There are definitely things to complain about in Return of the Jedi, but there are so many things that DO work that I just let them go and enjoy the ride. This is mythic storytelling, and this movie delivers that myth like few other films. With the proper introduction of The Emperor, the final pieces of the story begin to click into place as the scope of the three films finally becomes apparent. Think about that: before this movie (and before the Prequels), the scale of these films and the landscape they play out in hadn’t been established. Modern blockbuster movies are very quick to tell you every little detail about the world so that they can capitalize on that world with video games and books and toys. Even The Force Awakens has done that. The Classic Trilogy leaves almost everything unexplained, to its benefit. Who are the stormtroopers? Where do they come from and how do you become one? What were the Clone Wars? If The Force is something that only the Jedi use (and the Jedi are almost completely extinct), then why does the Rebel Alliance constantly tell each other “May The Force be with you?” The movies leave these things up to us.
The Phantom Menace. Luke allows himself to be captured because he believes that the only way this will end is if he can bring Anakin Skywalker back. At no point does Luke attack The Emperor. Luke goes to his father prepared to die. This is unconventional stuff.
This is why I get so excited by Return of the Jedi, and why it’s my favorite Star Wars film. The biggest successes of the movie are its themes of redemption, love, and sacrifice; they resonate with me in a crazy way, especially as I get older and realize how important they are. I need to believe that it’s never too late to come back to the light. Darth Vader has been responsible for the deaths of countless people, many of them completely innocent (remember the younglings he slaughtered in Revenge of the Sith?), but this movie tells us that you’re never too far gone to come back to what is good, even when you’ve done unspeakable things. It doesn’t tell us that there are no consequences, but it does say that there is always a choice, even when you think it’s too late.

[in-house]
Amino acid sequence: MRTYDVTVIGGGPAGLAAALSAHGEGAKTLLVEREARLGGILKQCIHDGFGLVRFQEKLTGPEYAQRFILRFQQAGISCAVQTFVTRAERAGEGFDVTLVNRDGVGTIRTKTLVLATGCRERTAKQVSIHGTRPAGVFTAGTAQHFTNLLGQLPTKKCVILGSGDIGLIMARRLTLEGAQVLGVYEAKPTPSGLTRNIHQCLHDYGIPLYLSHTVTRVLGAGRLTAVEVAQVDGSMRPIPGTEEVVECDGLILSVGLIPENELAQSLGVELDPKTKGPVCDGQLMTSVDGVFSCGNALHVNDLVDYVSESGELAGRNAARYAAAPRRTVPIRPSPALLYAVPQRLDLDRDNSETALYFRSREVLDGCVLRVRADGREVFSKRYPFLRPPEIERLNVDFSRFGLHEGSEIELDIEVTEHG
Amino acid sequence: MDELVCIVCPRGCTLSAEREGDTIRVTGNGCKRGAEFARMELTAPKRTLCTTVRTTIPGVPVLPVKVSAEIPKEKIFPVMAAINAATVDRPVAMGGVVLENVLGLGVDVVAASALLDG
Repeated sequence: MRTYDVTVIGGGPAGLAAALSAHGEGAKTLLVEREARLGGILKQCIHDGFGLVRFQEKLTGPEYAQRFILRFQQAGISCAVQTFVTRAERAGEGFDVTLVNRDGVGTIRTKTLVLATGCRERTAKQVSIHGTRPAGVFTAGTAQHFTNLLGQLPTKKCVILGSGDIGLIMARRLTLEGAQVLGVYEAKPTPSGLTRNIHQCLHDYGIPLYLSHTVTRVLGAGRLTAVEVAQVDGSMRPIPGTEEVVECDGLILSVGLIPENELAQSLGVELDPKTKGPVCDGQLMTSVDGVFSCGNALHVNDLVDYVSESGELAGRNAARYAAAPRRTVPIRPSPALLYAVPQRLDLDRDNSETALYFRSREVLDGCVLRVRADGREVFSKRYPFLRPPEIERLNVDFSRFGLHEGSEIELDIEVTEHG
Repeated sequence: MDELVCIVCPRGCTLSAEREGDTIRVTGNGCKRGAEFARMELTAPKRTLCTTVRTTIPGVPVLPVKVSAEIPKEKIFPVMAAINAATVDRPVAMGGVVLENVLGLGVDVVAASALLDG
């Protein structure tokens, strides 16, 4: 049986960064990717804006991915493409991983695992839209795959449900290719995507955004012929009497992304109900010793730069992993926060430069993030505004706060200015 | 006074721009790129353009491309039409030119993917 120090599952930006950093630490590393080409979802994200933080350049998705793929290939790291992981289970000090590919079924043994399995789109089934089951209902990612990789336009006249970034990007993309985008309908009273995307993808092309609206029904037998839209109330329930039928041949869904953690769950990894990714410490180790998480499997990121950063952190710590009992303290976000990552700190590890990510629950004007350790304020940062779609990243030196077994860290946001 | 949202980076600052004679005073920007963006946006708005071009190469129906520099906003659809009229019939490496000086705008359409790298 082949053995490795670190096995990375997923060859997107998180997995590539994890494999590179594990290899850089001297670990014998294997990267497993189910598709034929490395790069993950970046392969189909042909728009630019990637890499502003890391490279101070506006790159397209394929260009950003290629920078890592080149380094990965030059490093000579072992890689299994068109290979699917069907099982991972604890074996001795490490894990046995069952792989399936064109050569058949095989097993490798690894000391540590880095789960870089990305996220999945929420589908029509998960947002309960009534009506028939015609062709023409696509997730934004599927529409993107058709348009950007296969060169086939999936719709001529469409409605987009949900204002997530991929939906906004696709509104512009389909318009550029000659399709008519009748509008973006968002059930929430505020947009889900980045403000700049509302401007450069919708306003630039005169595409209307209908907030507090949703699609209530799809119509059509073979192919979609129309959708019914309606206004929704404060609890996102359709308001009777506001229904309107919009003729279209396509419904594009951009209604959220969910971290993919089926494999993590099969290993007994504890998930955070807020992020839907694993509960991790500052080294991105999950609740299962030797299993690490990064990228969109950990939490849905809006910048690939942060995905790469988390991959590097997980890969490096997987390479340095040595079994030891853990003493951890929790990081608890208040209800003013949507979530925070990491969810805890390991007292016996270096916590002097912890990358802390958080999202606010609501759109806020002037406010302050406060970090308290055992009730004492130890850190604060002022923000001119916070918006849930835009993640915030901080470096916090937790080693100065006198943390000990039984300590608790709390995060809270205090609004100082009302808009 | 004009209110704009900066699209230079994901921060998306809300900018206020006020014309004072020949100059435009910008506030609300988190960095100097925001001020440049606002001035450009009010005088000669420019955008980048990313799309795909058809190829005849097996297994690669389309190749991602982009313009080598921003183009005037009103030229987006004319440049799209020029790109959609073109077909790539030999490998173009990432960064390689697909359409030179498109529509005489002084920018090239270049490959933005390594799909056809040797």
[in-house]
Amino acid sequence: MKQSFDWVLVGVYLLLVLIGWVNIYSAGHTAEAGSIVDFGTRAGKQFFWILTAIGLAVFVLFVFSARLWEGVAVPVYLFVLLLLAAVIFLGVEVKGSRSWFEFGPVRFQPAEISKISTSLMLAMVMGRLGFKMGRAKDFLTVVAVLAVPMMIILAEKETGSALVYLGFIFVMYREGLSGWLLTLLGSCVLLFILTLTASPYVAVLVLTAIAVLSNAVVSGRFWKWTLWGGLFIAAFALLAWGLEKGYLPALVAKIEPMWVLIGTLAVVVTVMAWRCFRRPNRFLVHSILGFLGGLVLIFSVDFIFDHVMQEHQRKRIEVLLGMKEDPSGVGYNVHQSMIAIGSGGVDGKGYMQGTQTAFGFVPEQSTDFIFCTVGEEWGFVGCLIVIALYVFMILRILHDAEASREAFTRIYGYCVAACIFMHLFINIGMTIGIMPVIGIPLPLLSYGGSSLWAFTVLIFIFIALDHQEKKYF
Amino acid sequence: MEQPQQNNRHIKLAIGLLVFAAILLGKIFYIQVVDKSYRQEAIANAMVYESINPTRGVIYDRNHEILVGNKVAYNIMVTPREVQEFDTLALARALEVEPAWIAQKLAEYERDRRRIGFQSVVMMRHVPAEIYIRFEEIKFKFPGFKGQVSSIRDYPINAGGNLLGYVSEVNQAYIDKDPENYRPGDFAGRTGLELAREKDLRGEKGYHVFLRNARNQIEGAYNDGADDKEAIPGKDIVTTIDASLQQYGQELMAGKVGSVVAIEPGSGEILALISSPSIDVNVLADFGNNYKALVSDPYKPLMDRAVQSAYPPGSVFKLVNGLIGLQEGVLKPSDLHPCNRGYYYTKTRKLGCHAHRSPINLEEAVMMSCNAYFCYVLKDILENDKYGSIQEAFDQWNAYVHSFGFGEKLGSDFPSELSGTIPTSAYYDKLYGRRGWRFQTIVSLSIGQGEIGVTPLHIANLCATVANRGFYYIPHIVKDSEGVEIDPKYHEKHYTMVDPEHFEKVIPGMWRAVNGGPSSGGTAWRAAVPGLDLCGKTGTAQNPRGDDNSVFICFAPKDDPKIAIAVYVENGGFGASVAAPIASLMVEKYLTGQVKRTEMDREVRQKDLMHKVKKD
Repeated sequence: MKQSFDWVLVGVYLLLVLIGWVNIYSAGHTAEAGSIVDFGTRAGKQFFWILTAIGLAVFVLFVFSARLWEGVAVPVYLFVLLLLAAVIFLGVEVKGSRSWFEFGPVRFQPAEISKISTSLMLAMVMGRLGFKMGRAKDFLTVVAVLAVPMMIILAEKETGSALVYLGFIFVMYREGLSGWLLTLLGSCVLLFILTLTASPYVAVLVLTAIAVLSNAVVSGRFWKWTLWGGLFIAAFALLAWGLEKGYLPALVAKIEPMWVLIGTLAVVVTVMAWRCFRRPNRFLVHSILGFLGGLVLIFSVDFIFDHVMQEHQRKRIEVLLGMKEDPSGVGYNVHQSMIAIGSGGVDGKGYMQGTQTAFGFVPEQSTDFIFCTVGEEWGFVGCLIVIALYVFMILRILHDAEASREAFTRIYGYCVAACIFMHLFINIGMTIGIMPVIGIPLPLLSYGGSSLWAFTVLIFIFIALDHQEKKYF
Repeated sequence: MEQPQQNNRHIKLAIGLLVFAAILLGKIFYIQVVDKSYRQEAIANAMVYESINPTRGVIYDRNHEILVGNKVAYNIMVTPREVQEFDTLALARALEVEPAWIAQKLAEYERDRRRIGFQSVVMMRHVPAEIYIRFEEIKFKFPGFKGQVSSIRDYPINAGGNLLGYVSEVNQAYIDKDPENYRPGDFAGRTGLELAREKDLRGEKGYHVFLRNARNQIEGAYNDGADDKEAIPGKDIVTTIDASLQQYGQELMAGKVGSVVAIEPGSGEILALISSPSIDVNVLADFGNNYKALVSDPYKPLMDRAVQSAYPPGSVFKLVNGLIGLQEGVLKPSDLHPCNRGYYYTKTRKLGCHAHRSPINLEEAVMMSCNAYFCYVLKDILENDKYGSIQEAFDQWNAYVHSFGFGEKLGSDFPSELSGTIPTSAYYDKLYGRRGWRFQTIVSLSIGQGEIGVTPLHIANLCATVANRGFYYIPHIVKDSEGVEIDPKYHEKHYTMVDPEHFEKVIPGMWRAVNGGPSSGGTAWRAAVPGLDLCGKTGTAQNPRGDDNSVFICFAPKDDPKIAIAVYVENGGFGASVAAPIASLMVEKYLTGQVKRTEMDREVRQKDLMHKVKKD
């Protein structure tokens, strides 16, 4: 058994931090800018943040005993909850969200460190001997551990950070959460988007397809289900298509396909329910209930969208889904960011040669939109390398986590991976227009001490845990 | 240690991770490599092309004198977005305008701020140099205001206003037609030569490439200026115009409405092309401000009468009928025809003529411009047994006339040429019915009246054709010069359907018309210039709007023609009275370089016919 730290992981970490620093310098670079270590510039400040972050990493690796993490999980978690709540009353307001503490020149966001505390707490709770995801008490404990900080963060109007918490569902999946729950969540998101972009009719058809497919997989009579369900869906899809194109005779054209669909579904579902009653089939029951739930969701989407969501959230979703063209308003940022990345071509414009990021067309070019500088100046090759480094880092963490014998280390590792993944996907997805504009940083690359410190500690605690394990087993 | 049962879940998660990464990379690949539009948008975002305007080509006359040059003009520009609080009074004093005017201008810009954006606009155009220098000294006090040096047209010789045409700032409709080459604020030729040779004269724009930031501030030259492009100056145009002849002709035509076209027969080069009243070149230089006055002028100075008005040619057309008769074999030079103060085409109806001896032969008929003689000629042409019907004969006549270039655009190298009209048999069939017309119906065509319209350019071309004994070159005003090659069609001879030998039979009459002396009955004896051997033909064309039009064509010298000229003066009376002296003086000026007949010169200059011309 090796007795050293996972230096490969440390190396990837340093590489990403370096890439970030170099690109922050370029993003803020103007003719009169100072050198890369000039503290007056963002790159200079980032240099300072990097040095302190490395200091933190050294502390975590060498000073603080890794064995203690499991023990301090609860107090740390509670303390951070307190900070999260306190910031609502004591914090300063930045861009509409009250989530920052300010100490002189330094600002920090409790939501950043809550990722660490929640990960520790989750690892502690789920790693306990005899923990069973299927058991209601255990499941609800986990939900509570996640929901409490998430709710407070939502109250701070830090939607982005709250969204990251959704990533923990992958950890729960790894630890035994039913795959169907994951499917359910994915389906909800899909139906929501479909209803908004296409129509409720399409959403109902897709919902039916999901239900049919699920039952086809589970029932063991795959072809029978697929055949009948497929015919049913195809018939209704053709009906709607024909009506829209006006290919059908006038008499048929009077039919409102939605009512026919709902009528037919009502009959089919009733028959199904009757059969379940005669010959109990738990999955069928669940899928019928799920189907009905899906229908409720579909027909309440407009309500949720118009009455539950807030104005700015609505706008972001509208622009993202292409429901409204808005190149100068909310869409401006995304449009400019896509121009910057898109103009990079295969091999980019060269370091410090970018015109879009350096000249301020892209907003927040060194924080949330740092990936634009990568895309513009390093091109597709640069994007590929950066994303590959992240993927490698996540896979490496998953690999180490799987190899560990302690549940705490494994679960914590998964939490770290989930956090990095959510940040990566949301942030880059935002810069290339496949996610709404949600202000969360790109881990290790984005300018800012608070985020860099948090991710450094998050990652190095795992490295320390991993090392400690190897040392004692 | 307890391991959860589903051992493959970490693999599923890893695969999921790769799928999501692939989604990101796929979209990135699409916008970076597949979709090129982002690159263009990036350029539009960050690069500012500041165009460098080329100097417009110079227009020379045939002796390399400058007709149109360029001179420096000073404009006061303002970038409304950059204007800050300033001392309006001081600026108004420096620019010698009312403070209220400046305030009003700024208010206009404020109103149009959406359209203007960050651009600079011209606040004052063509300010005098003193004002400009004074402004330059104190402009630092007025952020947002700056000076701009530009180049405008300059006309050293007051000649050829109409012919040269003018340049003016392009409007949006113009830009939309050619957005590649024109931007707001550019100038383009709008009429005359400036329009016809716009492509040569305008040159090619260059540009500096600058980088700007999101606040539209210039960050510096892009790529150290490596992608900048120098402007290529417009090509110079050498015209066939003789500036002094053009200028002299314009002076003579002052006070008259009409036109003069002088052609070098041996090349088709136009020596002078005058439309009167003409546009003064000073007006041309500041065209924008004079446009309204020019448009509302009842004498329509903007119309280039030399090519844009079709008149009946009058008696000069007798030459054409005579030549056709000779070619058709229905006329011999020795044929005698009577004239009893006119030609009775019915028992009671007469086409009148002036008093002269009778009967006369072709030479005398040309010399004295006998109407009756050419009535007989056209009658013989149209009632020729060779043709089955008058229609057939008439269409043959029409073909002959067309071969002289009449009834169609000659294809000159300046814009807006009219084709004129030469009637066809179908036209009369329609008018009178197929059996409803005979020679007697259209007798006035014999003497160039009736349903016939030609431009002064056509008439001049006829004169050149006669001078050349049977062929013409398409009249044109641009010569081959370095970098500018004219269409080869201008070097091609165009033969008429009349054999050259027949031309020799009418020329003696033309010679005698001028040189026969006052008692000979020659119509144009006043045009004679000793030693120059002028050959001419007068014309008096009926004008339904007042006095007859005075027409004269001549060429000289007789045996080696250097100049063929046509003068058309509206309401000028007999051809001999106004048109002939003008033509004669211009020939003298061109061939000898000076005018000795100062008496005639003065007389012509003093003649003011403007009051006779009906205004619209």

Going back to Luke’s struggle with himself, he’s clearly skirting dangerously close to The Dark Side. He’s in control for most of the movie, but when Vader probes his mind in The Emperor’s throne room and discovers that there is a sister, we see Luke give in to the Dark Side by letting his fear and anger take control. He brutally hacks away at Vader—the man he came to save—until he chops off his father’s hand and see’s that it’s really a machine, just like his. If he continues down this path, he will become his father. What’s more, in that moment Luke is also continuing the cycle of violence begun by his father. To the movie’s credit, no one verbalizes ANY of this. There is restraint that we don’t see much of these days, and the battle is played on Luke’s face and through the OUTSTANDING score of John Williams. Speaking of faces, the look that Ian McDiarmid gives as The Emperor when Luke tosses away his lightsaber and tells him that he will not give in to the Dark Side is fantastic. The Emperor is perplexed and disgusted, and also has been proven wrong, and all this is in a single facial expression. The thing that finally defeats The Emperor and redeems Anakin Skywalker is LOVE. Yeah, it’s corny, but THAT is why Return of the Jedi rocks. It’s the love of a son for his father and an unwillingness to give up on him. It’s also a father seeing that love and his son’s willingness to sacrifice his life. Remember, what Vader/Anakin feared more than anything was the death of his loved ones. It’s what led him to the Dark Side in the first place. Here his son is willingly giving up his life. That’s powerful stuff to me, especially given the trappings of space ships and puppets.
I think Return of the Jedi is an incredible film, well-written (by Lucas and Lawrence Kasdan) and well-directed (by Richard Marquand, probably with some help), packed with ideas that resonate on a subliminal level, but packaged in a popcorn film for the ages. The themes are universal, the images are iconic, and the action is just so much fun to watch. George Lucas had wanted to create a mythology with heroes for young people, and if the pop culture frenzy around The Force Awakens is any indication, he most certainly succeeded. With Disney at the helm, there is no doubt that Star Wars will outlast us all, and our children’s children will have adventures of their own in a galaxy far, far away. Obi-Wan said it best: “The Force will be with you…always.”